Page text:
For the last couple of years or so a new word (or a very old word used in a new way) has arisen from out of the depths of the zeitgeist and made itself known: privilege. It's not a bad word in and of itself. In most contexts I had thought of it as a word implying a very good thing, such as when it is invoked to announce "it is a privilege to have known you" or "I had the privilege of being invited". In these contexts it is akin to another good old word "honor" with which it has often been employed side by side to engender a sense of gentle humility, where the "privilege" and "honor" are not characteristics inherent in the speaker, but characteristics deriving from the treatment bestowed on the speaker by some third party. How interesting then that in our modern parlance a "privilege" is some quality inherent in the person whether or not such is recognized by that person. This is not to say that the usage is incorrect, for of course one could always refer to someone as "a very privileged person" pejoratively. Still, the modern usage has a hard edge to it insofar as it evokes a sense of power that I'm not sure was always inherent in the definition. For traditionally, to speak of someone as "privileged" in the negative sense almost necessarily carried with it a sense of moral softness; for privilege is akin to wealth and ease, and wealth and ease are not always to ones benefit. And perhaps that is where the genius of the modern usage shows itself, for to bestow the concept of privilege upon another is to declare them at one and the same time the holder of a benefit which, from another point of view, turns out to be less than beneficial.
What intrigues me most about this modern usage is the inversion of the (declared) power principle. That is, that the holder of privilege naturally and invariably owns a right of power which, by being named, loses some or all of its power. For the privilege only exists insofar as it is tacitly rather than actually perceived by the holder of such privilege. Thus the "un-privileged" assert their power over the privileged by bringing the power of privilege into the open, into the full light of day. There is something very seductive about this, for it smacks of a sort of truth-telling perhaps most clearly imagined by the sciences. That is, the scientist (by means of his subtle instruments and logical skills) wrests from nature the hidden truths underlying her processes and by this process, becomes master of her. Just so the person who perceives the hidden privilege in another, hidden even to the person who is so privileged, understands the true secret machinations of the human mind and understands an esoteric principle of human interaction unknown to the common horde.
But while not exactly false, I suspect that there is something else going on here. It is a well known fact of human existence that power differentials always exist. When I declare this a "fact" I am not suggesting that this logically must be so, but that historically we have never seen a situation in which this is not so. That is what makes the language of calling out privilege so seductive, for it attempts to dredge up the power principle underlying a certain set of human interactions, negate the power principle, and by thus negating it put all persons on an equal footing. This is the very definition of deconstruction and illustrates well the aims of this late 20th century theoretical construct. And if it could in fact negate such power and banish it from the life of the body politic, then it would be a very good and useful thing. Unfortunately, this is not what is being done, because it is not the nature of power to be so readily dismissed. Power exists not upon the basis of some linguistic trick but upon the underlying threat of violence which underlies all human interaction. Thomas Hobbes recognized this as the basis for equality (at least in a system which has no use for the gods) when he declared that all men were equal in that all men were mortal and could be killed by any one of their fellows. And thus the greatest king is equal to the meanest beggar, for the beggar might always stick a knife in the king, and will do so if pushed to an extremity.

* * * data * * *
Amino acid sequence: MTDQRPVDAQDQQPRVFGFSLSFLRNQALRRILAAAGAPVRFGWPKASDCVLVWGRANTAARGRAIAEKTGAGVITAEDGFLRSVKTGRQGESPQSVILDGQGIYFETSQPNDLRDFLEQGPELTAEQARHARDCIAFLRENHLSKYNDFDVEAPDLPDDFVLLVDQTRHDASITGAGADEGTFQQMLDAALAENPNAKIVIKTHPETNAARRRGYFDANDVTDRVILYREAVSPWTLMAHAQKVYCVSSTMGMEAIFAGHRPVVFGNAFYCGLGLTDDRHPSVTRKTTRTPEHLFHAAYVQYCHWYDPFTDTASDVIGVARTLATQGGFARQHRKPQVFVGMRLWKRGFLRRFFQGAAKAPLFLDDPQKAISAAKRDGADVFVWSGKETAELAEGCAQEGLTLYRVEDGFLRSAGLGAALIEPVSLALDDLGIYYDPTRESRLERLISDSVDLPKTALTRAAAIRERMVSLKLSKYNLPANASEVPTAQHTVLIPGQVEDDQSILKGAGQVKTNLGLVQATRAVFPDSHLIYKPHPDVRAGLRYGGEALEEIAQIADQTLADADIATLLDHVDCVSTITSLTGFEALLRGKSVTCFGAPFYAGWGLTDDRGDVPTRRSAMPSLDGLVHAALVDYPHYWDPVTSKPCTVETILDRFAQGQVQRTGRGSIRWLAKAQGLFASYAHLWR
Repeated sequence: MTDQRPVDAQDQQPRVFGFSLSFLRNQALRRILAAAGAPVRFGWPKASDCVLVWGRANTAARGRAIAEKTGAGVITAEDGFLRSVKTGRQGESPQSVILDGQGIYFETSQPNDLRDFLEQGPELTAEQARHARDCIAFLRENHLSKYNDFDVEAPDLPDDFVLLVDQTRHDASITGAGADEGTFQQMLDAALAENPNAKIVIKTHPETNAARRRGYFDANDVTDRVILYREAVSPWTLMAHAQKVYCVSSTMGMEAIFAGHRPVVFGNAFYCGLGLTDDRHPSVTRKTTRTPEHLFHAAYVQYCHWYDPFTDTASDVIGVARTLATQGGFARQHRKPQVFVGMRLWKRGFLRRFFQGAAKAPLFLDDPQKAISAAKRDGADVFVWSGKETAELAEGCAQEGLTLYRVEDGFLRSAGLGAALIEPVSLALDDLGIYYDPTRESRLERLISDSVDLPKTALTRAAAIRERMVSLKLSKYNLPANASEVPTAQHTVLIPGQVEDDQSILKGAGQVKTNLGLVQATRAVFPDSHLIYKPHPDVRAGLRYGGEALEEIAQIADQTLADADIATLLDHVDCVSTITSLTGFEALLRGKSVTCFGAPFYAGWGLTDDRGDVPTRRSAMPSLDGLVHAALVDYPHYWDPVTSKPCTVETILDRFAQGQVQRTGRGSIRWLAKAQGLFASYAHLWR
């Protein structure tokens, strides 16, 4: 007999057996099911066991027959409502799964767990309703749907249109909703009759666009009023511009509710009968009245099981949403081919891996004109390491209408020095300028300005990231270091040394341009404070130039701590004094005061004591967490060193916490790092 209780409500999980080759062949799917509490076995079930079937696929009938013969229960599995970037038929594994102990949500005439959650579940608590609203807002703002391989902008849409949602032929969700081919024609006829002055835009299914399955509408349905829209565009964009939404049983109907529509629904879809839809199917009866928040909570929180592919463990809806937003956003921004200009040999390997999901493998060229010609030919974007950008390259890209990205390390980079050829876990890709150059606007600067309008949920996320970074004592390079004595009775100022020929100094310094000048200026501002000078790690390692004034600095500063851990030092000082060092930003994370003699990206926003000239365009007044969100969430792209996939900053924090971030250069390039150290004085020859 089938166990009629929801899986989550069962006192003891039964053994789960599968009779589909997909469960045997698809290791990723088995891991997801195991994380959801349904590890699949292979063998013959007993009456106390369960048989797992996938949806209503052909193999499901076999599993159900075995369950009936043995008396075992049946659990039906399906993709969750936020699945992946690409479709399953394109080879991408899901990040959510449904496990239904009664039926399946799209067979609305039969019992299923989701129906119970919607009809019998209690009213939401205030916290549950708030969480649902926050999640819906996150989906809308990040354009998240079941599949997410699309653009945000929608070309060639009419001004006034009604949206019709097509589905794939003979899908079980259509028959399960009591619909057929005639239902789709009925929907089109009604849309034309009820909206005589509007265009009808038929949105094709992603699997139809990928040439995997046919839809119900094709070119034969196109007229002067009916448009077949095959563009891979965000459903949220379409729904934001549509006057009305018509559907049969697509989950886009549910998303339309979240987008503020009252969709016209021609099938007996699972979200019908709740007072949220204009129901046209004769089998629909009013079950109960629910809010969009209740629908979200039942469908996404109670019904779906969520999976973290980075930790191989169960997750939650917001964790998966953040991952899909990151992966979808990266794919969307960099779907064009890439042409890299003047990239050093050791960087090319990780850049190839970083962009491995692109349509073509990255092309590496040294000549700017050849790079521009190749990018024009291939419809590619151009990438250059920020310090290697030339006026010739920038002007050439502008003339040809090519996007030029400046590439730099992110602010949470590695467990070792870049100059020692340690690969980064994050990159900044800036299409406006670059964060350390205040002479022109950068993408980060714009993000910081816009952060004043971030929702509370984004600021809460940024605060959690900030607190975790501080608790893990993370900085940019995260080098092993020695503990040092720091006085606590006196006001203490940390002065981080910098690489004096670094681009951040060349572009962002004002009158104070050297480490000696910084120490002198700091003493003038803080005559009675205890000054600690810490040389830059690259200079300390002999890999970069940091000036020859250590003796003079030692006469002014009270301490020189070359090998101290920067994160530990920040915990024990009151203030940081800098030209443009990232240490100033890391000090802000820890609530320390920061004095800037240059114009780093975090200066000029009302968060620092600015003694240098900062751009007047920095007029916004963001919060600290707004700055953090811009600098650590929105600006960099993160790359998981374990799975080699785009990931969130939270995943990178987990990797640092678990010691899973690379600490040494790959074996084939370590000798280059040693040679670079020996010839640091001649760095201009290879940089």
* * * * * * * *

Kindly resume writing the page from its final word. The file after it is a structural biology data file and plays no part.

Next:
And it is this pushing to an extremity that concerns me when it comes to this modern usage, for this is not some set quantity but is as variable as the individual human soul. Bringing power to the forefront of our perception, even if that power is correctly named, always risks violence and ruin. It is (perhaps) why complex human language and society developed in the first place, so that this power which underlies all that we do and all that we are might be buried and mediated under layers of linguistic complexity. This is the true trick of language, not to make the source of power clearer, but more opaque, so that we might come at her obliquely and not risk the onslaught of the full force of her Medusa's gaze.
What then of this modern usage, of this privilege? Are we to simply ignore what truths might be inherent in this de-ontological critique? I don't think that is necessary, but I do wish to suggest that, rather than using language as a means of exploiting underlying power differentials, we use it in the way most consonant with our humanity. This is not the forum to go into what precisely that might be, but I promise you that it corresponds to the best aspects of the liberal tradition and Western society.